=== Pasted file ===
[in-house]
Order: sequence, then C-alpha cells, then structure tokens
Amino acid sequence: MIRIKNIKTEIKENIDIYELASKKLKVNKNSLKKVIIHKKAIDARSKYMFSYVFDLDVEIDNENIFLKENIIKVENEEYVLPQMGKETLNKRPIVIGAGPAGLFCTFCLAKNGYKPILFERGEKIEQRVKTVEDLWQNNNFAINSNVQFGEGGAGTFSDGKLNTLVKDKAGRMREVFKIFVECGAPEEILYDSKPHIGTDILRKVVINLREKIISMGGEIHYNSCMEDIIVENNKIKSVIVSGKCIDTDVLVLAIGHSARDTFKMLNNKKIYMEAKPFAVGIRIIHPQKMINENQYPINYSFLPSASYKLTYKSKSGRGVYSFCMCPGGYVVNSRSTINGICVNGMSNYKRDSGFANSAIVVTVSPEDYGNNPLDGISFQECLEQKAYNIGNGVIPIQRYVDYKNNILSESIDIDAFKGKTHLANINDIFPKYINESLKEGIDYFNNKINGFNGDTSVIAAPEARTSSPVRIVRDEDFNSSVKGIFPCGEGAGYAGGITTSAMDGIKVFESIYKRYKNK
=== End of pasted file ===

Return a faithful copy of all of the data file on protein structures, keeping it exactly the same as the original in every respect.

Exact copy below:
[in-house]
Order: sequence, then C-alpha cells, then structure tokens
Amino acid sequence: MIRIKNIKTEIKENIDIYELASKKLKVNKNSLKKVIIHKKAIDARSKYMFSYVFDLDVEIDNENIFLKENIIKVENEEYVLPQMGKETLNKRPIVIGAGPAGLFCTFCLAKNGYKPILFERGEKIEQRVKTVEDLWQNNNFAINSNVQFGEGGAGTFSDGKLNTLVKDKAGRMREVFKIFVECGAPEEILYDSKPHIGTDILRKVVINLREKIISMGGEIHYNSCMEDIIVENNKIKSVIVSGKCIDTDVLVLAIGHSARDTFKMLNNKKIYMEAKPFAVGIRIIHPQKMINENQYPINYSFLPSASYKLTYKSKSGRGVYSFCMCPGGYVVNSRSTINGICVNGMSNYKRDSGFANSAIVVTVSPEDYGNNPLDGISFQECLEQKAYNIGNGVIPIQRYVDYKNNILSESIDIDAFKGKTHLANINDIFPKYINESLKEGIDYFNNKINGFNGDTSVIAAPEARTSSPVRIVRDEDFNSSVKGIFPCGEGAGYAGGITTSAMDGIKVFESIYKRYKNK